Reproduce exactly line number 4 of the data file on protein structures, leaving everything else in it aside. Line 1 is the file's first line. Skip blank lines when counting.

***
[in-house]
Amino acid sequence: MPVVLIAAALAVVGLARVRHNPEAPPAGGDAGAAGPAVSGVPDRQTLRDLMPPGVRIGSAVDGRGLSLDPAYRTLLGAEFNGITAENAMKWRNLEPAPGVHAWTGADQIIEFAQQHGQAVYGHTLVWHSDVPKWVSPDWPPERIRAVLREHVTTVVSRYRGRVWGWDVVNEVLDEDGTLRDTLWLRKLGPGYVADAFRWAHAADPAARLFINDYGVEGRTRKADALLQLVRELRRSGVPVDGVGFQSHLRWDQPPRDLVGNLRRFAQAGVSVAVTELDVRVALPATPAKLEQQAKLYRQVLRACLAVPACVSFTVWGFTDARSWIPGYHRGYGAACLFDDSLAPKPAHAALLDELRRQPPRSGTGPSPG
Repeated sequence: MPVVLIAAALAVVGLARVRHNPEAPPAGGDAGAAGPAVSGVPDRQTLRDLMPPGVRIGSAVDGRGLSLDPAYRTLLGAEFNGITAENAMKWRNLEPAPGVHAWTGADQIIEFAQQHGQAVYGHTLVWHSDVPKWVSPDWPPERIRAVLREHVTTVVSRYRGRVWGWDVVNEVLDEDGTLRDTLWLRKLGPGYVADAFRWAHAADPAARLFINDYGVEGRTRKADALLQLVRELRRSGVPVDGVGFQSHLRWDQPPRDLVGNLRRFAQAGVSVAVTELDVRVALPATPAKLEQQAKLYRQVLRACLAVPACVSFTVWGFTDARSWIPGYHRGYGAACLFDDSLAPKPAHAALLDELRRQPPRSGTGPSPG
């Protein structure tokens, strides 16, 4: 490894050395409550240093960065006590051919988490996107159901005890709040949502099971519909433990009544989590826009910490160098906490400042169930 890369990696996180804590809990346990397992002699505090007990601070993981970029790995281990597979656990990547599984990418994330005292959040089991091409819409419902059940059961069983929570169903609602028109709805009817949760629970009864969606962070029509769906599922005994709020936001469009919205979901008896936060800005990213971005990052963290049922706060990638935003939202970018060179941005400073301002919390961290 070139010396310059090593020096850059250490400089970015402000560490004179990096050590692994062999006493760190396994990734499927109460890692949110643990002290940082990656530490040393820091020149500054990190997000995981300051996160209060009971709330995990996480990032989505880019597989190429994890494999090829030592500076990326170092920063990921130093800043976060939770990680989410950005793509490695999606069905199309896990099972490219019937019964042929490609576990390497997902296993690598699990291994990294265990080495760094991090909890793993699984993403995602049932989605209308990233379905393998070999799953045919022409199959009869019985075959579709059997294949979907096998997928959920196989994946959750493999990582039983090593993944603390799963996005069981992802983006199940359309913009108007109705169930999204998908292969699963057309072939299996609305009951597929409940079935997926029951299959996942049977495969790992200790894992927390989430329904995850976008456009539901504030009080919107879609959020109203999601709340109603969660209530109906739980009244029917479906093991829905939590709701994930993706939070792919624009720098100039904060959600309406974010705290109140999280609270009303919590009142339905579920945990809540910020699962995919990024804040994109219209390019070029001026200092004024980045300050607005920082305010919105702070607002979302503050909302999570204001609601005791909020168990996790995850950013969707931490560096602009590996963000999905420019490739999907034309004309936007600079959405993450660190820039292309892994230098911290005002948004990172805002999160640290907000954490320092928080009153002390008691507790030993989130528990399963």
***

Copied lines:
């Protein structure tokens, strides 16, 4: 490894050395409550240093960065006590051919988490996107159901005890709040949502099971519909433990009544989590826009910490160098906490400042169930 890369990696996180804590809990346990397992002699505090007990601070993981970029790995281990597979656990990547599984990418994330005292959040089991091409819409419902059940059961069983929570169903609602028109709805009817949760629970009864969606962070029509769906599922005994709020936001469009919205979901008896936060800005990213971005990052963290049922706060990638935003939202970018060179941005400073301002919390961290 070139010396310059090593020096850059250490400089970015402000560490004179990096050590692994062999006493760190396994990734499927109460890692949110643990002290940082990656530490040393820091020149500054990190997000995981300051996160209060009971709330995990996480990032989505880019597989190429994890494999090829030592500076990326170092920063990921130093800043976060939770990680989410950005793509490695999606069905199309896990099972490219019937019964042929490609576990390497997902296993690598699990291994990294265990080495760094991090909890793993699984993403995602049932989605209308990233379905393998070999799953045919022409199959009869019985075959579709059997294949979907096998997928959920196989994946959750493999990582039983090593993944603390799963996005069981992802983006199940359309913009108007109705169930999204998908292969699963057309072939299996609305009951597929409940079935997926029951299959996942049977495969790992200790894992927390989430329904995850976008456009539901504030009080919107879609959020109203999601709340109603969660209530109906739980009244029917479906093991829905939590709701994930993706939070792919624009720098100039904060959600309406974010705290109140999280609270009303919590009142339905579920945990809540910020699962995919990024804040994109219209390019070029001026200092004024980045300050607005920082305010919105702070607002979302503050909302999570204001609601005791909020168990996790995850950013969707931490560096602009590996963000999905420019490739999907034309004309936007600079959405993450660190820039292309892994230098911290005002948004990172805002999160640290907000954490320092928080009153002390008691507790030993989130528990399963």